Coraline Reviewed by Jeff Meyers (Movie)
Coraline is a moody and hallucinatory marvel. Writer-director Henry Selick crafts his handmade universe with the anal-retentive care of a gleefully sinister artist, telling a sophisticated tale that never condescends to its underage viewers. Adapted from a novel by Neil Gaiman, the story follows the dark and quirky adventures of Coraline Jones (voiced by Dakota Fanning), a disgruntled tween forced to move into a remote old mansion with her benignly negligent parents (Teri Hatcher and John Hodgeman). The house is divided into separate apartments and each neighbor is more bizarre than the last. Bored and angry with her folks, Coraline stumbles across a secret hidden door one rainy afternoon, a door that leads to an alternative universe where button-eyed clones of her parents lovingly dote on her every need. The only catch is that she must sew buttons over her own eyes. Warned by a wise old cat (Keith David), Coraline quickly learns the dire cost of choosing to live with her “other mother” and struggles to escape with the spirits of children who, once upon a time, made the unfortunate choice to stay.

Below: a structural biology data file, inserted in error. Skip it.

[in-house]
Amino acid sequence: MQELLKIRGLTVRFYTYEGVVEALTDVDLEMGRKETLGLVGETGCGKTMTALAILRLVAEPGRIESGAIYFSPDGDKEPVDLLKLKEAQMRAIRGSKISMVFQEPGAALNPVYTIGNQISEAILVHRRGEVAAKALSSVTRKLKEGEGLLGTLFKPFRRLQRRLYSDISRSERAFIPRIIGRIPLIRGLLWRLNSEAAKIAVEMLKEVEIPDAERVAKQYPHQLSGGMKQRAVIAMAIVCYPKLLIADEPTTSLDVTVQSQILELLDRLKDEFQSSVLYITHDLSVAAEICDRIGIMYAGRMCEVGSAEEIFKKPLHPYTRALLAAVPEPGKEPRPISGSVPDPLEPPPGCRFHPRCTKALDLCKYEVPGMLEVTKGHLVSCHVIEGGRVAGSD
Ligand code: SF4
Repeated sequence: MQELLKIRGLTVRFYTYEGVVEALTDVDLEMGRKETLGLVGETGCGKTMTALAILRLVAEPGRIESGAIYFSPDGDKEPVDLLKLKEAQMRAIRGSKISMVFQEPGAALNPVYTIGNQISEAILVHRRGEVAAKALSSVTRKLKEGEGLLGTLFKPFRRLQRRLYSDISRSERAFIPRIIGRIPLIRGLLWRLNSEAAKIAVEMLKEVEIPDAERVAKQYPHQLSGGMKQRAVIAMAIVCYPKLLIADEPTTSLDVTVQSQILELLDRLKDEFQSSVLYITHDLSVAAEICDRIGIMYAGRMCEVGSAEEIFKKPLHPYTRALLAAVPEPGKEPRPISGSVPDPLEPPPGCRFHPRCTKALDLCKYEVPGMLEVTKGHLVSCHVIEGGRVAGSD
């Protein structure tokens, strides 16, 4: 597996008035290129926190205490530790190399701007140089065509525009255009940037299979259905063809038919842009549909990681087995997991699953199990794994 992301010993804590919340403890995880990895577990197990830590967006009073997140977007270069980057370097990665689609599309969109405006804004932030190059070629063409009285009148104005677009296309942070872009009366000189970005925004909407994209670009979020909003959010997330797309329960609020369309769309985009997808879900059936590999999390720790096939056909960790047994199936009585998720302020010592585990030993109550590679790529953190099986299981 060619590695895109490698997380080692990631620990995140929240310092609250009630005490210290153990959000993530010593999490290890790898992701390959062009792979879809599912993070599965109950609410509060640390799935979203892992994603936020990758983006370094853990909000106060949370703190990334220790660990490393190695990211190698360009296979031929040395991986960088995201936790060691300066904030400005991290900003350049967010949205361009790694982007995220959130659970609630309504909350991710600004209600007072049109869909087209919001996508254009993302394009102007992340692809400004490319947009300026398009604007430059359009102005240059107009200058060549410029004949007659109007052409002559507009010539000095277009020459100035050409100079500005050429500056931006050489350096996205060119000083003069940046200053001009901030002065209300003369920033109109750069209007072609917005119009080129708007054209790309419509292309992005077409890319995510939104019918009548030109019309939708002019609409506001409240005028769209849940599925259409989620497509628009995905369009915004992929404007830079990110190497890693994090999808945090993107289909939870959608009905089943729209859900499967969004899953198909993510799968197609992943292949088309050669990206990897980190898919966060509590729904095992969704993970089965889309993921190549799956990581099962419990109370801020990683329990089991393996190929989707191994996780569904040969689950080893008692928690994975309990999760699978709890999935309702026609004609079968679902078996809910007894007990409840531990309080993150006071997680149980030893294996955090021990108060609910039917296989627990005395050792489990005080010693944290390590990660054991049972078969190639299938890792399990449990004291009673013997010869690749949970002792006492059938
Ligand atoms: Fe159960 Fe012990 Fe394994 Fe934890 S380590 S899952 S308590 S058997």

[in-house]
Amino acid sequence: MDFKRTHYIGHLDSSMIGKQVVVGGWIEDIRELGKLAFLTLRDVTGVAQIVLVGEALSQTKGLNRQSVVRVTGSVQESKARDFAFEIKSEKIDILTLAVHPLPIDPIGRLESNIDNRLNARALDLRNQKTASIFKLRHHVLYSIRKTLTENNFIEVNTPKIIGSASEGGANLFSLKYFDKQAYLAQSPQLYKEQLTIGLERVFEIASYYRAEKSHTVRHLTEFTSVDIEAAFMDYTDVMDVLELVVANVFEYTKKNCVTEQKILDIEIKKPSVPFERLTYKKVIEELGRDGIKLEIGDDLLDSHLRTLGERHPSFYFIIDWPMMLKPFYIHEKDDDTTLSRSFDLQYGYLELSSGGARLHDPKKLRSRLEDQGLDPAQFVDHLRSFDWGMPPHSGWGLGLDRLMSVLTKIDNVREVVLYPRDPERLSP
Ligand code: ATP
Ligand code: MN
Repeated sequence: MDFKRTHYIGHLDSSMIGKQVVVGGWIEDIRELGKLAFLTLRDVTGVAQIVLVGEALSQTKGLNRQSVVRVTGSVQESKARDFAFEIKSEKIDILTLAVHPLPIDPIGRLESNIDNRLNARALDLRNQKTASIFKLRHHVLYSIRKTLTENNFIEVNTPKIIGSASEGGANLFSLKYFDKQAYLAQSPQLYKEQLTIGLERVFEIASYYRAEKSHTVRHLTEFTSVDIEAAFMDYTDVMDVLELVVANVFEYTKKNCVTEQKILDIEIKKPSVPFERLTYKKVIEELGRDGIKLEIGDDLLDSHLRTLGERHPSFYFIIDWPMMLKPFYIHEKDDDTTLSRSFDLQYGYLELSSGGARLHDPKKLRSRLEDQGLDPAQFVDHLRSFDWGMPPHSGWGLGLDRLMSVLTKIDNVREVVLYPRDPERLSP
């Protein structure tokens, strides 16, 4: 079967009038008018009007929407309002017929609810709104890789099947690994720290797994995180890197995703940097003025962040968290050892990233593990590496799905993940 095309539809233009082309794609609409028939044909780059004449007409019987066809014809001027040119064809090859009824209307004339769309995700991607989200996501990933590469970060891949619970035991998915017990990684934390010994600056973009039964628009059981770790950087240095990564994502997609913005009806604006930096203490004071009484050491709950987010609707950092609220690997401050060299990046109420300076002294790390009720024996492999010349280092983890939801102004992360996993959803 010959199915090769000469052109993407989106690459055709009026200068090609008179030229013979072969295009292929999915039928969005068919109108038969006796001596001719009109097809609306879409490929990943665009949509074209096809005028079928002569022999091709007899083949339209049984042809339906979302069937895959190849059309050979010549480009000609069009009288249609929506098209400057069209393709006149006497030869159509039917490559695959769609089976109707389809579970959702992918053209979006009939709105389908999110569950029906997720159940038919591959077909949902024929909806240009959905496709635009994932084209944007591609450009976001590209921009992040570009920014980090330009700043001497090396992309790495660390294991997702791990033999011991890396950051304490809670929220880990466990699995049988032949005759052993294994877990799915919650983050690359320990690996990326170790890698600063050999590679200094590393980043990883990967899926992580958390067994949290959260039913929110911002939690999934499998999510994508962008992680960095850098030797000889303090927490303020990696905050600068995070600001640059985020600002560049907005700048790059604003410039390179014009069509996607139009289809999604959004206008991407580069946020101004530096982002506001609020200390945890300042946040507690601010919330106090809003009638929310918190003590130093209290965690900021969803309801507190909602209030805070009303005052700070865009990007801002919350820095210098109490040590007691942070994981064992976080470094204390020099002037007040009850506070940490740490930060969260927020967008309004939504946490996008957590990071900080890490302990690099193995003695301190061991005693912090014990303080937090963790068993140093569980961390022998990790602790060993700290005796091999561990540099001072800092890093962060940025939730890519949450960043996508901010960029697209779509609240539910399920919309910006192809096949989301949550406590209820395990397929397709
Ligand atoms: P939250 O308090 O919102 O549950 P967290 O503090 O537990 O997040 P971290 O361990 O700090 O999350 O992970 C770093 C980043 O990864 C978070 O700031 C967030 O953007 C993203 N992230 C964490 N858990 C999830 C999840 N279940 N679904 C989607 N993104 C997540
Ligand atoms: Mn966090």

The Dakota Inn Rathskeller Reviewed by Todd Abrams (Restaurant)
Not many Detroit restaurants have been around for more than 70 years. Even fewer have been owned and operated by the same family for as long. The Dakota Inn Rathskeller can claim both. The quiet neighborhood at the crossroads of John R and McNichols isn’t exactly a hot spot for the dining crowd. Get there early on a Thursday evening and you might be the sole customer in the place. But at seven on a Saturday night, the fenced parking lot will likely be full. Inside and through the heavy wooden doors you'll find the din of mirth as friends and families assemble to celebrate birthdays and other life events, or just grab a beer and sausage amid wooden barrels and sundry Germanic bric-a-brac. Beer is, of course, another draw. On tap are a variety of Old World lagers, from pale to dark, a spicy and sweet hefeweizen, and currently a mild, roasty and wholly drinkable black bier. The most popular dish, entrée or side, is the warm potato salad. The Bavarian bratwurst and German knackwurst were pleasers; you can order them separately or a platter with both. This is hearty comfort fare indeed.